|Meg, Tim, and Kensuke Travel to Hokkaido
July 30 - August 9
Tim and Meg traveled north to meet up with Kensuke Yanagi, a colleague of Meg’s and the
Japanese authority on sea anemones. Meg, Tim, and Kensuke traveled together for 10 days through Hokkaido and Northern
Honshu, looking for sea anemones and hydroids.
||Our trip started at the Shirahama airport, which is the
smallest airport either of us have ever traveled through. The airport serves only Japan Airlines, and has a single gate.
The young woman who checked us in and gave us boarding passes was also the person who ran gate security, and who took
our tickets at boarding. We were among the first passengers there!
|On the flight between Shirahama and Haneda, the crew gave instructions
and information in Japanese and English-- because we were the only non-Japanese people on the plane, we both felt that we
had to pay attention to all the English instructions out of politeness, as they were doing it for our benefit. On this brief
flight we saw a beautiful panorama of Japan, including the tip of Mt Fuji, which projects into the clouds.
As we deplaned from the flight between Haneda and Kushiro, we intersected with Kensuke, who had been sitting several rows
behind us. We picked up the rental car he had arranged—they drive on the right side here, and all the signs are in Japanese,
with only the names of places transliterated into the Roman alphabet, so he was doing all the driving. The car has a really
amazing talking GPS navigator that prompts you with directions to your destination—Kensuke and Tim were very excited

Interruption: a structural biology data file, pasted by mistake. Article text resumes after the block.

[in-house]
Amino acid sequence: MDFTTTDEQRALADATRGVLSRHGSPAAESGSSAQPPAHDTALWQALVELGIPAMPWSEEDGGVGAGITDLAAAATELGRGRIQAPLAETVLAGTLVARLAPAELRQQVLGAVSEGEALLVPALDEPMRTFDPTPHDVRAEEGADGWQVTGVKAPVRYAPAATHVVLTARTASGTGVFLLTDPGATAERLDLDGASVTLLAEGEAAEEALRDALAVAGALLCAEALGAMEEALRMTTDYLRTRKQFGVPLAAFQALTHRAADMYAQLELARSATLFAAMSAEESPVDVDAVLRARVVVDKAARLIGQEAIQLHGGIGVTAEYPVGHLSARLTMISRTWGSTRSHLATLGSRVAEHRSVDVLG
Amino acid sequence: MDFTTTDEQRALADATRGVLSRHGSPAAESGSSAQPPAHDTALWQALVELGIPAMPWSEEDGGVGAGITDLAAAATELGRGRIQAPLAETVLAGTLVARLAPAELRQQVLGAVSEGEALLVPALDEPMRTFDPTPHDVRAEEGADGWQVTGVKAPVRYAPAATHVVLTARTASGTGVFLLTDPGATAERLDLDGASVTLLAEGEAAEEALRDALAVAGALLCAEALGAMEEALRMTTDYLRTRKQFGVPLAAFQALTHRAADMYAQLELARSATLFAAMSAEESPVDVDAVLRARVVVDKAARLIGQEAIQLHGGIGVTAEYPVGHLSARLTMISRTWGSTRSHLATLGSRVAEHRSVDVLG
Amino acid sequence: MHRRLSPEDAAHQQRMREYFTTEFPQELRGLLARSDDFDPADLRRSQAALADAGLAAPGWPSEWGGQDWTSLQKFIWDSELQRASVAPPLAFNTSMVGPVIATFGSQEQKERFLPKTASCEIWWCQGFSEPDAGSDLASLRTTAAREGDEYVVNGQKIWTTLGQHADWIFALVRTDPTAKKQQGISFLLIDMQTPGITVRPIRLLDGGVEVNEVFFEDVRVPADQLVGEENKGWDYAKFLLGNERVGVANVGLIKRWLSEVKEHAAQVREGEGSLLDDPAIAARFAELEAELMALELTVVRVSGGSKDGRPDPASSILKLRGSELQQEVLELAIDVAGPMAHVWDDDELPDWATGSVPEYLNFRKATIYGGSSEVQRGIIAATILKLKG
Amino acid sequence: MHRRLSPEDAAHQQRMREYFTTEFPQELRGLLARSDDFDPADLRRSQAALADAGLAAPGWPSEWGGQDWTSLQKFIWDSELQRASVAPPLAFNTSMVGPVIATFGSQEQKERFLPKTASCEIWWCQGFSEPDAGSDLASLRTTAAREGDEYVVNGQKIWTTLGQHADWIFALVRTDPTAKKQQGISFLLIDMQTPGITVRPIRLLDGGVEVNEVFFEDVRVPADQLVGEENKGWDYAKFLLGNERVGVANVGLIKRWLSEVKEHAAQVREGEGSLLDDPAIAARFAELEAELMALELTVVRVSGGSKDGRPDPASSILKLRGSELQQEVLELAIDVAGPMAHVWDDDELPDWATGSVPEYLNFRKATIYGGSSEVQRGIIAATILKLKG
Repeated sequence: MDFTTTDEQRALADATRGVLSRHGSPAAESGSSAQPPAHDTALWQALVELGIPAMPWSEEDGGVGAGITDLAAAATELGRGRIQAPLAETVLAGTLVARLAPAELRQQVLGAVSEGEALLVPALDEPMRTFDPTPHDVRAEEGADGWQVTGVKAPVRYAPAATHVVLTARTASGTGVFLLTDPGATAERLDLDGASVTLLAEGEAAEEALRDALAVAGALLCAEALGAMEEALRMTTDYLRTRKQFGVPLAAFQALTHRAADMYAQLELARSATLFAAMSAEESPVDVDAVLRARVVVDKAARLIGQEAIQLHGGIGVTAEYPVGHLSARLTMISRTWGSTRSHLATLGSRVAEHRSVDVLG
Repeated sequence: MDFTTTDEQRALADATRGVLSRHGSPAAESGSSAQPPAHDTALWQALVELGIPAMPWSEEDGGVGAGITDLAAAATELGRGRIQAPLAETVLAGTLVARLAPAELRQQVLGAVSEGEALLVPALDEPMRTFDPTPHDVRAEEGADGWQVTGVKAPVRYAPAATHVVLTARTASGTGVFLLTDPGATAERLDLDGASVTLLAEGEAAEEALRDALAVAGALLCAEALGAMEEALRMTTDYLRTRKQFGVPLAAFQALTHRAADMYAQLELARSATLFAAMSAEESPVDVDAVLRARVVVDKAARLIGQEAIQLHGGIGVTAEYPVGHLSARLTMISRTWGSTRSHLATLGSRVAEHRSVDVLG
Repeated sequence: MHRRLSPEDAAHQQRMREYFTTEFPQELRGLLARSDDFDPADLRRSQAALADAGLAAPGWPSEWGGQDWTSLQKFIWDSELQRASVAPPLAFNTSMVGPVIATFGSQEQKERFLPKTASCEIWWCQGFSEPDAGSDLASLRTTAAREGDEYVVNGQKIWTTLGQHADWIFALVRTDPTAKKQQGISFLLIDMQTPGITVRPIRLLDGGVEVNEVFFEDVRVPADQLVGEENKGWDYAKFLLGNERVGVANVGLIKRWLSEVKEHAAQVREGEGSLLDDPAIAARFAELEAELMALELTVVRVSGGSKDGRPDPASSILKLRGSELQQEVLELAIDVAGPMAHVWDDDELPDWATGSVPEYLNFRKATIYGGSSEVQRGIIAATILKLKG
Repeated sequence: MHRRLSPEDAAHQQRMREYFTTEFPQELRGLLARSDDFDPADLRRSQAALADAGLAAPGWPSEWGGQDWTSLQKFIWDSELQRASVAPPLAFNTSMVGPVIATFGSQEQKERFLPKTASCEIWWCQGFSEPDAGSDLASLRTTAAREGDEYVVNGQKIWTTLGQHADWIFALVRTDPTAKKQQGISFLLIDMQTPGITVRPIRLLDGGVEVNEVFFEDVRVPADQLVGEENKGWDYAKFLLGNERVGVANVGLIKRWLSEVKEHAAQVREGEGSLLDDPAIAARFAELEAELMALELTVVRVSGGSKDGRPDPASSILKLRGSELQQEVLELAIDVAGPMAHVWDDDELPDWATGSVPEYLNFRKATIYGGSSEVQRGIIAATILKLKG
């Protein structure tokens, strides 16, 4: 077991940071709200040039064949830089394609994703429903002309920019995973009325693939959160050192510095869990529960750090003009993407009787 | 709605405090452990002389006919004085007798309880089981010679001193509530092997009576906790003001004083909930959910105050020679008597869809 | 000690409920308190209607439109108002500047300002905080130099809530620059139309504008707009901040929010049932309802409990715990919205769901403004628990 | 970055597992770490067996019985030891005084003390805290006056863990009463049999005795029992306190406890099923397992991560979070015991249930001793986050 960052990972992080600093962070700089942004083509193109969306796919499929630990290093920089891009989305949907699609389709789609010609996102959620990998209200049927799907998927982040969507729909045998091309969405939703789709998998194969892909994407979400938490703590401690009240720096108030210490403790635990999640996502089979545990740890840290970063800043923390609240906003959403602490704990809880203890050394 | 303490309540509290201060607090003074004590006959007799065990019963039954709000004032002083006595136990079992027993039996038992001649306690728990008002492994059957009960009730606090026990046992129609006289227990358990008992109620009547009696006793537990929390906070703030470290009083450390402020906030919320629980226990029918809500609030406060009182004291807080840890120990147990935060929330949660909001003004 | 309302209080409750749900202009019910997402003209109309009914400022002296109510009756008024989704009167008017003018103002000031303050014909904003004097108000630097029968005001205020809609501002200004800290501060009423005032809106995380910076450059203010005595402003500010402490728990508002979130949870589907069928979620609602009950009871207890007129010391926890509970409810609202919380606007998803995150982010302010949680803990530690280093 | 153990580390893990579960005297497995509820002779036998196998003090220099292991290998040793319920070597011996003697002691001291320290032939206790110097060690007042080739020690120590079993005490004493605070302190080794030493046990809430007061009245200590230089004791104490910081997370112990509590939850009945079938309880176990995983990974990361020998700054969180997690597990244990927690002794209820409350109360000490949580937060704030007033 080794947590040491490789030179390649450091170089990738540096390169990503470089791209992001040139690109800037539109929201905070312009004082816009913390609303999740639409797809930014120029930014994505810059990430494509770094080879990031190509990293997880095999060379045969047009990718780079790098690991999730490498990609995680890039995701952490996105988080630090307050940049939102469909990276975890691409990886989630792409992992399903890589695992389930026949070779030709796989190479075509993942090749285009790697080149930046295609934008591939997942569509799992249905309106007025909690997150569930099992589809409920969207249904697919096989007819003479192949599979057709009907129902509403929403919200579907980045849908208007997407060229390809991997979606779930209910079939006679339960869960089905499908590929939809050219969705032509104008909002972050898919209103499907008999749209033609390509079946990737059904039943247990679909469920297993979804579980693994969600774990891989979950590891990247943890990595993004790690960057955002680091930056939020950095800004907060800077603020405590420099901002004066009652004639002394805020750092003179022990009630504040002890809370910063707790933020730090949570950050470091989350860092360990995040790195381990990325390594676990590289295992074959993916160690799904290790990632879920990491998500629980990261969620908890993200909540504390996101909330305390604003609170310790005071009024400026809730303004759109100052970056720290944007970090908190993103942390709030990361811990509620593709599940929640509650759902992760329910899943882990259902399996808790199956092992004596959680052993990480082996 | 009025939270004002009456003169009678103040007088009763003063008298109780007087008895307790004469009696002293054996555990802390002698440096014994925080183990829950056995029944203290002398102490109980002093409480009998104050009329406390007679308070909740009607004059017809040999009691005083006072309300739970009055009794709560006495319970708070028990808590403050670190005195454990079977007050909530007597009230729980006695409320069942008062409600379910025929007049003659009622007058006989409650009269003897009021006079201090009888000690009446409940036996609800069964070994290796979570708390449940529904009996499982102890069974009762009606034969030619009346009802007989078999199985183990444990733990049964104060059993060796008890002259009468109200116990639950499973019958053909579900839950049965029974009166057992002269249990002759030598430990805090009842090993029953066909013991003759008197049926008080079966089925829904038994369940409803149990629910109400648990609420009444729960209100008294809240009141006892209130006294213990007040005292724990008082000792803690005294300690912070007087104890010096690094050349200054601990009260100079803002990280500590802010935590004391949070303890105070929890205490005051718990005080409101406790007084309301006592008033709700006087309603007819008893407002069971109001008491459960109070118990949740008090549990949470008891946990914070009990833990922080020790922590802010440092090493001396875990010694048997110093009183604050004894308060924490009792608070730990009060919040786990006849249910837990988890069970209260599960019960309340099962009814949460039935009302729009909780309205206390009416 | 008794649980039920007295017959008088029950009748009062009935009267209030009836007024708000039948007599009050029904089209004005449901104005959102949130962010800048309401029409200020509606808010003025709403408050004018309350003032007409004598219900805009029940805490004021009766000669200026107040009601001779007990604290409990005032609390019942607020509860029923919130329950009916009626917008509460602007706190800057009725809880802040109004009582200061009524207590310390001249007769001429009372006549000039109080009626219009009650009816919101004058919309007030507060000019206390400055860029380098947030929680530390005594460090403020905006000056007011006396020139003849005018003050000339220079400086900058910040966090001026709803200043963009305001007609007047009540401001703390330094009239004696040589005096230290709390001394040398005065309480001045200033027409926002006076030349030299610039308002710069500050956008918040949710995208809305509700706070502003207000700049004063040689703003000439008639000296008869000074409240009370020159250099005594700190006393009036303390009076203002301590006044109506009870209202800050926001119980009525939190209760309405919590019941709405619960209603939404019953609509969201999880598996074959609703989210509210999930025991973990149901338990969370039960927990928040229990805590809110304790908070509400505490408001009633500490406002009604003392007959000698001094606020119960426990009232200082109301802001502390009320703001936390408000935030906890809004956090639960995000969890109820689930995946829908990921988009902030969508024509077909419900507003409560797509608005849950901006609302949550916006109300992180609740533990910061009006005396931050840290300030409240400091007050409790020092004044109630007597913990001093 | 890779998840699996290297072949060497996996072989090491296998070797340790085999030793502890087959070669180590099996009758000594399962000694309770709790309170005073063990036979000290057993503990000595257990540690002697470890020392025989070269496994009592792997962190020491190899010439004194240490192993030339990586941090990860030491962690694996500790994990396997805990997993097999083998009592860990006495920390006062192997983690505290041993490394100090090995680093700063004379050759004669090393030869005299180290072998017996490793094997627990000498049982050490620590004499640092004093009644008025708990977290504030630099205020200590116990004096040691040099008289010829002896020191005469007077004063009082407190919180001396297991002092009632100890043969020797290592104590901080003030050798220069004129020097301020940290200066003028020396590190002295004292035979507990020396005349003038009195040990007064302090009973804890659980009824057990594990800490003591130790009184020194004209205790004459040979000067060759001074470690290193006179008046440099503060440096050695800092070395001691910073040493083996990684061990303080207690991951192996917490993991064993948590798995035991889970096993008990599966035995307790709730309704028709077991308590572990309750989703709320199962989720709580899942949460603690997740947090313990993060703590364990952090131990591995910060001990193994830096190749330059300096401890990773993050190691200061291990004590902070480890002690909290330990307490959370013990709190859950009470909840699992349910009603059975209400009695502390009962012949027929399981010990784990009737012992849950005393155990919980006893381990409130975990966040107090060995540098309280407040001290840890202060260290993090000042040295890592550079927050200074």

about this. Meg was most excited to realize that there were 3 different cartoon characters acting as the persona of the
navigation system: a woman in a business suit, a young woman in shorts and a t-shirt and a woman in a pants suit. We could
detect no pattern to the deployment of the various personae.
||Akkeshi Marine Biological Station is about an hour
North of Kushiro Airport, in eastern Hokkaido. Hokkaido is cooler than Shirahama by about 30 degrees Fahrenheit, and
incredibly green. The landscape is breathtaking—mountains, wide bays, deep, dark forests. Kensuke told us that some
place names here are derived from names given by the Ainu, the historical inhabitants of Hokkaido, and are thus hard
for the Japanese to pronounce—we were glad we weren’t the only ones having trouble pronouncing things!
|Our poor rental car got quite a work-out. The station lies at
the end of a long, steep hill, on a winding, rutted dirt road. The hill is so steep that we almost couldn’t get back up
last night when we left for dinner—Kensuke had to pop the handbrake and use the lowest gear, and still the engine groaned